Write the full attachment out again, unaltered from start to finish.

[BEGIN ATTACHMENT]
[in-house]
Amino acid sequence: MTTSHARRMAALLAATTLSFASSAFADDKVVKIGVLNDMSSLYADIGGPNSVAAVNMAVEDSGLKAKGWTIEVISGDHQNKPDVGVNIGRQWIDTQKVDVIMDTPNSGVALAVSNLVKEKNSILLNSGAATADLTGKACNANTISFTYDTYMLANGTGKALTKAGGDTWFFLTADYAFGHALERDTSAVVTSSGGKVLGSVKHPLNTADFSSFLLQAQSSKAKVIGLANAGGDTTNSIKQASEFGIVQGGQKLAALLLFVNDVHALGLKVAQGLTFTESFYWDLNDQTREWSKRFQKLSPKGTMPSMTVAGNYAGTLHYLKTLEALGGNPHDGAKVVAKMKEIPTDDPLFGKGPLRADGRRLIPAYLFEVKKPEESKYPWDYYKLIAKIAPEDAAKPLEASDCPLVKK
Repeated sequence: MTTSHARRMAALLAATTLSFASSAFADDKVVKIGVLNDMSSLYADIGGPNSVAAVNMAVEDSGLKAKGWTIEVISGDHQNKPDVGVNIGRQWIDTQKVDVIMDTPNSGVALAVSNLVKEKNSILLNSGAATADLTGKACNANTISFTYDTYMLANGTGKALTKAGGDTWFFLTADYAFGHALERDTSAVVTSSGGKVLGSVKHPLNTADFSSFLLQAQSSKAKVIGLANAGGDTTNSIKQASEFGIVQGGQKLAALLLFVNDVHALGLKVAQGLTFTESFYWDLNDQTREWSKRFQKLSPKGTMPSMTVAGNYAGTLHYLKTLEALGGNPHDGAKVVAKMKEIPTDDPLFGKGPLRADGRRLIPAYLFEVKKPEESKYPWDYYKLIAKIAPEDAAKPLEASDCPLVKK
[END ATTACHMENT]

[in-house]
Amino acid sequence: MTTSHARRMAALLAATTLSFASSAFADDKVVKIGVLNDMSSLYADIGGPNSVAAVNMAVEDSGLKAKGWTIEVISGDHQNKPDVGVNIGRQWIDTQKVDVIMDTPNSGVALAVSNLVKEKNSILLNSGAATADLTGKACNANTISFTYDTYMLANGTGKALTKAGGDTWFFLTADYAFGHALERDTSAVVTSSGGKVLGSVKHPLNTADFSSFLLQAQSSKAKVIGLANAGGDTTNSIKQASEFGIVQGGQKLAALLLFVNDVHALGLKVAQGLTFTESFYWDLNDQTREWSKRFQKLSPKGTMPSMTVAGNYAGTLHYLKTLEALGGNPHDGAKVVAKMKEIPTDDPLFGKGPLRADGRRLIPAYLFEVKKPEESKYPWDYYKLIAKIAPEDAAKPLEASDCPLVKK
Repeated sequence: MTTSHARRMAALLAATTLSFASSAFADDKVVKIGVLNDMSSLYADIGGPNSVAAVNMAVEDSGLKAKGWTIEVISGDHQNKPDVGVNIGRQWIDTQKVDVIMDTPNSGVALAVSNLVKEKNSILLNSGAATADLTGKACNANTISFTYDTYMLANGTGKALTKAGGDTWFFLTADYAFGHALERDTSAVVTSSGGKVLGSVKHPLNTADFSSFLLQAQSSKAKVIGLANAGGDTTNSIKQASEFGIVQGGQKLAALLLFVNDVHALGLKVAQGLTFTESFYWDLNDQTREWSKRFQKLSPKGTMPSMTVAGNYAGTLHYLKTLEALGGNPHDGAKVVAKMKEIPTDDPLFGKGPLRADGRRLIPAYLFEVKKPEESKYPWDYYKLIAKIAPEDAAKPLEASDCPLVKK